internationally recognised human rights into our own laws makes them more
tangible, accessible and understandable.

It helps to build a better human rights culture. The incorporation of ECHR
rights through the Human Rights Act has required bodies which deliver
public services to take action to put rights into practice.

It enhances access to justice. People have a remedy, and ultimately access to
justice, to ensure that human rights are respected in practice.
Ultimately, incorporating all internationally recognised human rights into law would
help to ensure they are respected, protected and fulfilled in practice, through policy
and through all law-making. For example, a policy like the “bedroom tax” would be
assessed for its impact on human rights. If it was found to violate the right to an
adequate standard of living, it would have to be repealed or revised.
By failing to incorporate the full range of its international human rights obligations,
the UK is falling behind the rest of the world. In Germany, for example, constitutional
protections of the right to dignity have been used to successfully challenge welfare
and employment policies related to people seeking asylum. Pension reforms in
Latvia were found to violate the right to an adequate standard of living.
The Commission welcomes the existing commitment from partners in Scotland’s
National Action Plan for Human Rights to exploring the benefits of further
incorporation of international human rights. Options to do this will exist whatever
Scotland’s constitutional framework looks like after September 2014.
14
If Scotland votes ‘yes’
As a new state, an independent Scotland could incorporate its human rights
obligations in a number of ways:

A written constitution could be developed that incorporated all international
human rights into Scottish law.

The Scottish Parliament could enact a law like the Human Rights Act,
extending its scope to incorporate all international human rights into Scottish
law.
An independent Scotland should also:

accept all of the UK’s existing international human rights obligations;

consider ratifying additional human rights treaties such as those related to the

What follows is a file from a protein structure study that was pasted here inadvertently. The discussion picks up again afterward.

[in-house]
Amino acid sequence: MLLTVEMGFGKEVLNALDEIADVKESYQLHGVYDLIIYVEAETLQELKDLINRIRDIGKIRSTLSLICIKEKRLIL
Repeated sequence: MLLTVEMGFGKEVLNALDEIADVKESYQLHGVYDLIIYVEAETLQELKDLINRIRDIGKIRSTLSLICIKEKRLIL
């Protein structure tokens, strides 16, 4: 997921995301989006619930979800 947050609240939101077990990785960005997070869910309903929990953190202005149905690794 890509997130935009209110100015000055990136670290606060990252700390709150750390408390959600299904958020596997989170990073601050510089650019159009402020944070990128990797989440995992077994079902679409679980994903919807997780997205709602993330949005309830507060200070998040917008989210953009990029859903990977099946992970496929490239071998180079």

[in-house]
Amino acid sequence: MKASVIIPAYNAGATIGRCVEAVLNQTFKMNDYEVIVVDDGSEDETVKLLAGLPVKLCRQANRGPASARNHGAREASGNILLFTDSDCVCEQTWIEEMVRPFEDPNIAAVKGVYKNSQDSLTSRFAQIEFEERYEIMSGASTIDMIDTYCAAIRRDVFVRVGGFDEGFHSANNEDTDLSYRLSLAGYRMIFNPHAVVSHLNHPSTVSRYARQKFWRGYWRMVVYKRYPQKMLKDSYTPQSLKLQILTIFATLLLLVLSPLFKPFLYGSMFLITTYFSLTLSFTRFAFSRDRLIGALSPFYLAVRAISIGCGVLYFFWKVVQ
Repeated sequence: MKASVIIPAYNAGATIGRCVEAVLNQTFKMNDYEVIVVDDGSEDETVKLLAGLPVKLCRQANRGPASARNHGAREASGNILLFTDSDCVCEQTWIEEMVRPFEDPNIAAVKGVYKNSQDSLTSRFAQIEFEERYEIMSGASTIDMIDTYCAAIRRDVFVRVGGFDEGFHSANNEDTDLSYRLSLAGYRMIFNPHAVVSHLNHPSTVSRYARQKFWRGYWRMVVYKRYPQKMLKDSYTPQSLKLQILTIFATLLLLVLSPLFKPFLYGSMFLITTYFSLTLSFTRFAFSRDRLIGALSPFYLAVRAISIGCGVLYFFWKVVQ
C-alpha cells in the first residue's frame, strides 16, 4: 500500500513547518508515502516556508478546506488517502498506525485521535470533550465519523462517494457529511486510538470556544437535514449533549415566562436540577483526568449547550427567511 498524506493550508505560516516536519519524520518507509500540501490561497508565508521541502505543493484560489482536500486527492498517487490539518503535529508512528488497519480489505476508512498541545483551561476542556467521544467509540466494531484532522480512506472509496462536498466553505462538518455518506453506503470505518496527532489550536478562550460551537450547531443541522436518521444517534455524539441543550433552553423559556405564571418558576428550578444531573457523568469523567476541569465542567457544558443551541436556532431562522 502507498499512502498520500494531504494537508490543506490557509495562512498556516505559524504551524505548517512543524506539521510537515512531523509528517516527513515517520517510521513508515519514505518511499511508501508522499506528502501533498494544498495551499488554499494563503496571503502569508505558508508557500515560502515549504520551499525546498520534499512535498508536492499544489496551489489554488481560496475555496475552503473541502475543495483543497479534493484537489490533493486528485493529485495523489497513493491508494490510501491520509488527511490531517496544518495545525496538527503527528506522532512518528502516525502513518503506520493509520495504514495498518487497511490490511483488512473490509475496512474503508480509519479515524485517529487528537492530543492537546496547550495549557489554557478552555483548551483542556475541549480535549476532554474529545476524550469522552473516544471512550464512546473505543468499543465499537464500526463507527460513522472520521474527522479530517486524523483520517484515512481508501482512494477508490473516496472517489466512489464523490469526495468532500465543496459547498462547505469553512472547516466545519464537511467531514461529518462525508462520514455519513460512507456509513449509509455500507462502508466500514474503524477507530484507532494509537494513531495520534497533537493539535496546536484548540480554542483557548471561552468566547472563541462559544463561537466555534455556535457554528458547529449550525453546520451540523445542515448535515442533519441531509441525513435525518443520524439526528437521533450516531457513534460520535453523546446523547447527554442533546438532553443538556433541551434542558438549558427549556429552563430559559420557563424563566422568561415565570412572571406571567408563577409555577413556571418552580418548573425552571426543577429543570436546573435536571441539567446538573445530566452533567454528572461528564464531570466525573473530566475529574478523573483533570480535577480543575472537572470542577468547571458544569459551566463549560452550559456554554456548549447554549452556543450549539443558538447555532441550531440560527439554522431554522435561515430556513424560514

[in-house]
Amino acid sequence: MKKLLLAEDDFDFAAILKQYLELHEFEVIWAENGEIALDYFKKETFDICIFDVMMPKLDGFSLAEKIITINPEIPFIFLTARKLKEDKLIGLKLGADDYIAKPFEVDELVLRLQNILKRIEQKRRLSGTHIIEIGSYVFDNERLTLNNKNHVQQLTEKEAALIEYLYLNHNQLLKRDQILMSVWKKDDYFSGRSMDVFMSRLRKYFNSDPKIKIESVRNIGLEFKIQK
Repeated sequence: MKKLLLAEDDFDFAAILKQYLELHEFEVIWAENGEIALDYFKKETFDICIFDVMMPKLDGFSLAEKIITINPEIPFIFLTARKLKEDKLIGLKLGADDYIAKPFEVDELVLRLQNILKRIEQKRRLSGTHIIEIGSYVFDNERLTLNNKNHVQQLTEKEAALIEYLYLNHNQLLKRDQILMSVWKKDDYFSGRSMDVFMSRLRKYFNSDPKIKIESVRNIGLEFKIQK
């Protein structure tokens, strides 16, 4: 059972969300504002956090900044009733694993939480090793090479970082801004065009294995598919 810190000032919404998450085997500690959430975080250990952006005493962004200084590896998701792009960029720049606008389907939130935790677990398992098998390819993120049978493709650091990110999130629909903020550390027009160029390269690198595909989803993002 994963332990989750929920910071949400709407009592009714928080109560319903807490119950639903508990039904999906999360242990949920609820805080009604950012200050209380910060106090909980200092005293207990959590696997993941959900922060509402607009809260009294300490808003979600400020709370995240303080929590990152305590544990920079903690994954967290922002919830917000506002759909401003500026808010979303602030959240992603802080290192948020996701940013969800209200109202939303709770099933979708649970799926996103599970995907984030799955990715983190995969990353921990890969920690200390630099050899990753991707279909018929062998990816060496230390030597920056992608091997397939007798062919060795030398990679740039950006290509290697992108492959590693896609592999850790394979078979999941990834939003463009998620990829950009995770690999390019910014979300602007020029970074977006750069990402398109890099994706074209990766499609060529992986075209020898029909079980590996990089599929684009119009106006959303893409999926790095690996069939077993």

rights of migrant worker;

review areas where the UK has limited its international obligations through
“reservations” and “interpretative declarations”.
If Scotland votes ‘no’
The UK is one of only a handful of countries in the world that does not have a written
constitution.
However, the Scotland Act and Human Rights Act both bring the European
Convention on Human Rights directly into Scotland’s constitutional framework. If
Scotland remains part of the UK, this approach could be built on in the following
ways:

The Scottish Parliament could enact new legislation to directly incorporate
international human rights obligations into Scottish law, using its existing
powers over devolved matters. For example, it could directly incorporate the
UN Convention on the Rights of the Child, the UN Convention on the Rights of
Persons with Disabilities, the Convention on the Elimination of Discrimination
Against Women, the Convention on the Elimination of Racial Discrimination
and the International Covenant on Economic, Social and Cultural Rights.

The Scotland Act could be amended to directly incorporate all of the UK’s
international human rights obligations within Scotland. This would require an
Act of the UK Parliament.
15

The Human Rights Act 1998 could be amended to incorporate more of the
UK’s international human rights obligations directly into UK law. This could
include additional civil and political rights, such as the right to an effective
remedy, or rights from international human rights treaties like the UN
Convention on the Rights of Persons with Disabilities, the Convention on the
Elimination of Discrimination Against Women and others.

The UK Parliament could develop a written constitution, including a Bill of
Rights. This could be accompanied by Bills of Rights for each of the four
nations of the UK. Scotland could incorporate all international human rights
obligations into its Bill of Rights.
Whatever the outcome of the independence referendum, there is much to learn from